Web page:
In this study, we investigated the efficacy of a test paste containing 15% n-HA in reducing or eliminating the acute complaints of DH in a single application with a 1-week follow-up. It was important for a follow-up to determine which study materials would provide long-term relief from DH. This is because the slow onset action of desensitizing agents is considered disadvantageous; therefore, research is focused on investigating the efficacy of immediate pain relief products in alleviating the pain symptoms of DH.[19] This is the first study till date to evaluate the short-term efficacy of n-HA in its purest form without any additives such as potassium nitrate or fluoride. The results showed a significant reduction in DH for the n-HA group for TS, CAS, and subjective evaluation using VAS at T1 and T2. A single application of 15% nano-XIM paste provided quick and sustained relief from symptoms as compared to other study products. This could be beneficial for the patients visiting the dental office with the complaint of DH. The patient could be immediately relieved of the pain, and it would also allow the clinician to plan for a definitive treatment for DH.

n-HA is considered one of the most biocompatible, and as previous studies have shown, is more effective than fluoride. n-HA promotes surface remineralization forming an instant biomimetic apatite coating on enamel and dentin surfaces due to the chemical–physical characteristics of the n-HA particles that closely resemble enamel mineral constituents.[20]

According to the previous studies evaluating the effect of n-HA, it has been stated that n-HA occludes the dentinal tubules thereby causing progressive closure of the tubular openings.[21],[22],[23] Another important function of n-HA is the regeneration of the mineralized layer that enhances the desensitizing action of the applied paste, which also explains the significant decrease of DH 1-week postapplication in this study. Furthermore, the effectiveness of n-HA is also determined by the concentration of the NPs. Shetty et al.[24] found an enhanced desensitizing action with 100% n-HA as compared with 25%, and the authors concluded that higher NP concentration increases the penetration of the particles into the tubules.

Most hypersensitive teeth are sensitive to more than one stimuli but not all teeth respond to the same stimulus.[25] Accordingly, the tooth sensitivity in this study was measured by more than one stimulus, TS, and CAS tests as recommended by Holland et al.[18] The level of tooth sensitivity response was determined by translating the subjective feedback scale into objective data using a VAS. The validity and reliability of a VAS for measuring both experimental and clinical pain are well established.[26] In the present study, VAS scores were recorded at T0, T1, and T2 after the paste application. A statistically significant difference was found at both T1 and T2 following application of the n-HA test paste which is in agreement with the outcome of the previous study.[27]

In this study, all the patients moved away from the stimulus or requested immediate discontinuation (SSS 2 or 3) when the cold air stimulus was applied. Following n-HA paste application, the patients did not respond to the stimulus (SSS score 0 or 1) and the relief was maintained without further application of the paste which is contradictory to the outcome of the previous studies.[28] Also, the TS score in this study was much lower compared to the previous study by Ayad et al.[29] These differences could be explained by the low baseline scores for tactile hypersensitivity in the current study. Many participants did not respond to TS, even if CAS reached high score.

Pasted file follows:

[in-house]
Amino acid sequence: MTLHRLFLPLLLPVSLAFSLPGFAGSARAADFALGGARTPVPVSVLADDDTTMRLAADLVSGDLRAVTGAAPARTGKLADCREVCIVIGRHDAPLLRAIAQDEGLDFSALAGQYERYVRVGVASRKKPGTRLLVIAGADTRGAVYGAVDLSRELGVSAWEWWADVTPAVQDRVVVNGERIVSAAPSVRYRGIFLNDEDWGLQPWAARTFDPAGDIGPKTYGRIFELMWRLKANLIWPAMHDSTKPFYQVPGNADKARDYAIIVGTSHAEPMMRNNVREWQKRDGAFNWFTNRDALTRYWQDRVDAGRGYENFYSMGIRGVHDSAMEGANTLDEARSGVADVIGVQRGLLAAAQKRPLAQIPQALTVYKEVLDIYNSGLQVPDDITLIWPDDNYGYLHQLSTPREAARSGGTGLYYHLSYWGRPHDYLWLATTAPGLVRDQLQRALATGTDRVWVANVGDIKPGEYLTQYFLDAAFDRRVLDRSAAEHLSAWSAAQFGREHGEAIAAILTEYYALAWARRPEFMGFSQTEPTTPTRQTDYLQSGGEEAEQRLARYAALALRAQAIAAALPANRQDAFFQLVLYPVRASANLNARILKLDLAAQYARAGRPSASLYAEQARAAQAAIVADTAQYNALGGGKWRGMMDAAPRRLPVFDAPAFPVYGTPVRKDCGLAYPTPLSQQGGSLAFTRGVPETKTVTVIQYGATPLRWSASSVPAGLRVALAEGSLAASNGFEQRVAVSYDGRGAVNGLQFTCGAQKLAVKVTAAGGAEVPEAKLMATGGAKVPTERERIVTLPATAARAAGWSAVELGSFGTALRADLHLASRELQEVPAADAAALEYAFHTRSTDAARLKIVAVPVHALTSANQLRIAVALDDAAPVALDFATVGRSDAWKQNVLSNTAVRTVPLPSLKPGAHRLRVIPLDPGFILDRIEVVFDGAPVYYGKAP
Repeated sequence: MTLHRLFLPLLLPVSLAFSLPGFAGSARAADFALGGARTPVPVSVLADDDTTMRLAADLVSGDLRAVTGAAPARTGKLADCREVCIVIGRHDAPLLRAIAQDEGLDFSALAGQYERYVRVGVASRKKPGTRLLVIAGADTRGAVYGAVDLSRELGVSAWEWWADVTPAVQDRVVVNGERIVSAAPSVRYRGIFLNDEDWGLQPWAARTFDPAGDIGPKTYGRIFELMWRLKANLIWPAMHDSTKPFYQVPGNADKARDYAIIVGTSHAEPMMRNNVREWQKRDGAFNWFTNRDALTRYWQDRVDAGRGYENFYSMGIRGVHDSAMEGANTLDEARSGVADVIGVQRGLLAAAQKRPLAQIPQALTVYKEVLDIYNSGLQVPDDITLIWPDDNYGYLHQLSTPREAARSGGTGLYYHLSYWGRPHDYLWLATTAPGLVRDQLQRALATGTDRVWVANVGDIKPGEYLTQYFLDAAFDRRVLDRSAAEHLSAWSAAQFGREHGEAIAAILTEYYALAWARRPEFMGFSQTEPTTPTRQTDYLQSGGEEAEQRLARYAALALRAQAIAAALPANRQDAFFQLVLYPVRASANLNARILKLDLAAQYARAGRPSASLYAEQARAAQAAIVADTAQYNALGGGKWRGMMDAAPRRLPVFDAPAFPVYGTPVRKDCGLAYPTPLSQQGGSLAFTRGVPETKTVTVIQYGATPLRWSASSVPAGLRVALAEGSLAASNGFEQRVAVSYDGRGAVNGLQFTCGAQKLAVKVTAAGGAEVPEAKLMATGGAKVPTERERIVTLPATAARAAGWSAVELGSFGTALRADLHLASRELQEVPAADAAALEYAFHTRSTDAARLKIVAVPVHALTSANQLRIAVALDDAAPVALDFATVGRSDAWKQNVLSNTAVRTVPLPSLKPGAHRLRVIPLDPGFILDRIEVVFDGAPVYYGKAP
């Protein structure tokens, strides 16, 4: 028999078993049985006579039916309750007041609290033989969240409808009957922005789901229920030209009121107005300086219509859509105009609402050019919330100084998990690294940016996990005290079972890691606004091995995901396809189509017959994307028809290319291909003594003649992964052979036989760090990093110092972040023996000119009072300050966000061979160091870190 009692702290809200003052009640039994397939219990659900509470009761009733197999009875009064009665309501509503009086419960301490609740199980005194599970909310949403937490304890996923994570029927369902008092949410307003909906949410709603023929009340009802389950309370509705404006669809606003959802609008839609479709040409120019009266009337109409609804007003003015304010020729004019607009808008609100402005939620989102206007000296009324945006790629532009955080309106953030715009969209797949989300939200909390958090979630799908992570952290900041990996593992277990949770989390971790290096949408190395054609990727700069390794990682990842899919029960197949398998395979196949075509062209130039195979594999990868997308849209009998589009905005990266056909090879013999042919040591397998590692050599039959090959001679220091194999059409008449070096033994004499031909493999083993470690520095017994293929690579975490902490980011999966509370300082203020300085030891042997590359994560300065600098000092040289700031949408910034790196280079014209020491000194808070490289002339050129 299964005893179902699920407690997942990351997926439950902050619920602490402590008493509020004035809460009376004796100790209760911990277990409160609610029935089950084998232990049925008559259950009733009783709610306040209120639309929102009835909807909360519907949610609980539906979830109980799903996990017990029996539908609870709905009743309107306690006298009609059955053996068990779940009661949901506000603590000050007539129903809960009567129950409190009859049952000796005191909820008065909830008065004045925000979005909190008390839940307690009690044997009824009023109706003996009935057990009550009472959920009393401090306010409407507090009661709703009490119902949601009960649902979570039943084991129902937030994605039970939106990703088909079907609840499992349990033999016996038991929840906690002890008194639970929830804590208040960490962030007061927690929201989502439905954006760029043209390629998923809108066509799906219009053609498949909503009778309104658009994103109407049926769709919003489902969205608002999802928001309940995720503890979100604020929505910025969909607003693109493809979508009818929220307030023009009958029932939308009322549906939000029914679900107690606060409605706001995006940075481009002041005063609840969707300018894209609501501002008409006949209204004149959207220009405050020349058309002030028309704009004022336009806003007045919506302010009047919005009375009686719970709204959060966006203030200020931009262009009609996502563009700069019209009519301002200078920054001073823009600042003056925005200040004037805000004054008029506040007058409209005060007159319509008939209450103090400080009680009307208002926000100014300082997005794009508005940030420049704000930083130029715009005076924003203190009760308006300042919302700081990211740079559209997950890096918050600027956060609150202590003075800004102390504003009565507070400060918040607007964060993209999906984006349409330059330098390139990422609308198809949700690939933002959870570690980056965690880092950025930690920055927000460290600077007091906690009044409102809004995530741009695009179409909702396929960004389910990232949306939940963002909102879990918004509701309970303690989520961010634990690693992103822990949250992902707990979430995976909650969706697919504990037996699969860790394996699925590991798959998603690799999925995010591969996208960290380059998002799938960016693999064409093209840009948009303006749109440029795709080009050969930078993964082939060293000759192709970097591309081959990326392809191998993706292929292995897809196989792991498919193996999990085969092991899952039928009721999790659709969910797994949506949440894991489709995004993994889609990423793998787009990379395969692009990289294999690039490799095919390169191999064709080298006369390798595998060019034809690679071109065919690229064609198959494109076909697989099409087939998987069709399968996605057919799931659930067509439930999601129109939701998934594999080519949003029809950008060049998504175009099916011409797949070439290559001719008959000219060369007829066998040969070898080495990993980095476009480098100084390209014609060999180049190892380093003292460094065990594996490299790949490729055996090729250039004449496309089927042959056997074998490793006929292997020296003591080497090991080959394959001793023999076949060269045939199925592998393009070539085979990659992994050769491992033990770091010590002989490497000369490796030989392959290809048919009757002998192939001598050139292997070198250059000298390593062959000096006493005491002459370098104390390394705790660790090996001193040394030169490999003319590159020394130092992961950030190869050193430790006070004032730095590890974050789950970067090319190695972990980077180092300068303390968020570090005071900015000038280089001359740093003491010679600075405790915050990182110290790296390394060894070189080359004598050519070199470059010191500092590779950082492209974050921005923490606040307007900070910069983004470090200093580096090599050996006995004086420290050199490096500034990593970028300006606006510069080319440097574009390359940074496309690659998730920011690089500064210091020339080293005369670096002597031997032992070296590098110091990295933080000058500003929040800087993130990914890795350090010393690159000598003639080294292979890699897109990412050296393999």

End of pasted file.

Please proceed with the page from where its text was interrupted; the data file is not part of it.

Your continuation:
In the current study, positive control group (5% sodium fluoride) and a placebo group was used to provide a baseline value against which the effectiveness of the active treatment group could be measured. The fluoride paste did provide an immediate significant reduction in DH but did not show any significant difference in VAS score which is similar to the findings of a previous study.[14] In spite of the psychological effects that arise in reaction to placebo therapies, the placebo group received a significant reduction in DH following immediate application. Chronic pain, insomnia, and decreased motor function are the pathologic conditions that are most affected by the placebo effect.[30]

The lack of clinical effects in this investigation's placebo group can be explained by the acute and temporary nature of the pain that characterizes DH and the positive changes in patient behavior during the study (Hawthorne effect).[31] The context in which the medical treatment is carried out plays an important role in the outcome of treatment. The context of treatment such as doctors, nurses, hospitals, syringes, and pills can influence the patient's perception of properly assessing the outcome of placebo therapy, thereby influencing the outcome of treatment.[32]

This study had some strengths and limitations. Accurate assessment of test scores and double-blind randomization are the strength, whereas the small sample size and short-term follow-up are the study limitations. Further long-term studies are required to evaluate the treatment outcome of such paste in managing DH. Furthermore, the inclusion of a wash-out period, interchanging of the groups, and larger sample size may present with more actual information on the clinical use of n-HA paste.

  Conclusion Top

Within the limitations of the study, n-HA paste was the most effective desensitizing paste compared to fluoride and placebo pastes. The single application of the n-HA paste demonstrated a significant reduction in visual analog pain scores after 1-week.

Financial support and sponsorship


Conflicts of interest

There are no conflicts of interest.

  References Top

Janani K, Ajitha P, Sandhya R. Improved quality of life in patients with dentin hypersensitivity. Saudi Endod J 2020;10:81-2.  Back to cited text no. 1
  [Full text]  
Kripal K, Chandrasekaran K, Chandrasekaran S, Kumar VR, Chavan SK, Dileep A. Treatment of dentinal hypersensitivity using propolis varnish: A scanning electron microscope study. Indian J Dent Res 2019;30:249-53.  Back to cited text no. 2